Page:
A divorce might mean a significant change in financial and physical assets. Divorcees are often confused about what qualifies as an asset and dismayed when they have to give up more than expected. Those who are in the middle of a divorce or predict one in the future can educate themselves on what they can try to protect with the assistance of an attorney.
One of the most valued assets is a house. Typically, one person in a marriage keeps a home while another relocates.
Often two individuals in a marriage start a business and work together. Even if one individual is a sole owner of an enterprise, he or she may have to divide property or accounts receivable.
If an individual loans money to someone and is receiving repayments, then the court considers the payments an asset. It does not matter if the individual’s spouse has nothing to do with the repayment agreement.
4. Credit cards
Divorcing spouses may divide rewards and perks from credit cards such as airline miles, cashback and points. This is often surprising to divorcees, especially if they use their credit cards to buy items and disregard the perks.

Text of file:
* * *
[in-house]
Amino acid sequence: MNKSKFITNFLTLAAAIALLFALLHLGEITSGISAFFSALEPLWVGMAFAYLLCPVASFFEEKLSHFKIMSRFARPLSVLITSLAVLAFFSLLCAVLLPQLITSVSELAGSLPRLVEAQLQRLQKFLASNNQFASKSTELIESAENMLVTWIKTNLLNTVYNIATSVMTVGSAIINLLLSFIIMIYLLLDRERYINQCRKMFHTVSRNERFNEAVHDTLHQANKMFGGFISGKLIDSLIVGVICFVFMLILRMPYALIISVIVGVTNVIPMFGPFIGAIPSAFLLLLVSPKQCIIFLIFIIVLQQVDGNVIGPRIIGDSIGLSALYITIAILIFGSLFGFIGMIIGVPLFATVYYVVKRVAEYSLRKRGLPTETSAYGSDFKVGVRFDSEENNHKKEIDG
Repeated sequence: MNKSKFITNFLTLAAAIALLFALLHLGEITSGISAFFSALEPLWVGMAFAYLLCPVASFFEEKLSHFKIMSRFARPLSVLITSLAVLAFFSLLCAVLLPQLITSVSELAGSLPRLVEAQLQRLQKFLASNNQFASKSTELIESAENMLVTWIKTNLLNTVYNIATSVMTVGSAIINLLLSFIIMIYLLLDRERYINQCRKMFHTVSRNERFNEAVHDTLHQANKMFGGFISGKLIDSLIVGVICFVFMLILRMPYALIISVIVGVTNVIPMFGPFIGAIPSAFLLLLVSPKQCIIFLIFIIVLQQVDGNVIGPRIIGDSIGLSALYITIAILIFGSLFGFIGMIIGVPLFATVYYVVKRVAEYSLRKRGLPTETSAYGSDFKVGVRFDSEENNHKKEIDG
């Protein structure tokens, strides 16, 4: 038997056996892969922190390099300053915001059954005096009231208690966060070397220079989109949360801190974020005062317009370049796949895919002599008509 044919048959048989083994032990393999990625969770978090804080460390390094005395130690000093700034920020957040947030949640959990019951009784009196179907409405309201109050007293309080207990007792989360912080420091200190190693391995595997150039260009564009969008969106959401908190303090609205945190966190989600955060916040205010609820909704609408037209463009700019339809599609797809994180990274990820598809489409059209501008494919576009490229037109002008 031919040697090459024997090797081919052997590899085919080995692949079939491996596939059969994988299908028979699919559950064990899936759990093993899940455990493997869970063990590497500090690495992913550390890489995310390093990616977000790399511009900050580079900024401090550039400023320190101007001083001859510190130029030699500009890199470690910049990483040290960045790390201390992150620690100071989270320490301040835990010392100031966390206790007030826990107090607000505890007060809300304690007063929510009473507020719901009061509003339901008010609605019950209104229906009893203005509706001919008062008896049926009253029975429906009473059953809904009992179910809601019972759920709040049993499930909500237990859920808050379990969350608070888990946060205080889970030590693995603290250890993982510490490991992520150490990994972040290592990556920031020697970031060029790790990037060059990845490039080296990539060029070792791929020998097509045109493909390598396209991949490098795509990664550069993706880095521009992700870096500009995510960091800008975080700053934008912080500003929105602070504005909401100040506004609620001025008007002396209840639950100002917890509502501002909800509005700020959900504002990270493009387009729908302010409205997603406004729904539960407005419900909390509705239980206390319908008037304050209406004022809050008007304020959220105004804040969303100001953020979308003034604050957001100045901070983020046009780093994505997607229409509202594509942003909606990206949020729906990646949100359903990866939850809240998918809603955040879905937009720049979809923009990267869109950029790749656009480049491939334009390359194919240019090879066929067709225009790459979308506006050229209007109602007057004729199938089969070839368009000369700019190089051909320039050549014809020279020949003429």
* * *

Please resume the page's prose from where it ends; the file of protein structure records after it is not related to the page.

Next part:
Many look forward to their yearly tax rebate. Unfortunately, after a divorce a part of the refund may go to a former spouse and individuals may not be eligible for certain tax credits.
6. Vehicles, RVs and boats
Transportation vehicles are simple to allocate. This is often completed early in the divorce process. Individuals should plan ahead to arrange alternative forms of getting to work and appointments.
7. Furniture and household goods
Individuals may attach sentimental feelings to their belongs. This can make it tricky to divide with peace-of-mind, but it’s possible to find a fair approach.
8. Retirement accounts
New Jersey law may require individuals to divide 401(K) accounts and pensions.
Understanding the eight most common assets in a divorce can help individuals prepare for legal proceedings. Protecting finances and possessions is easier with good planning and legal advice.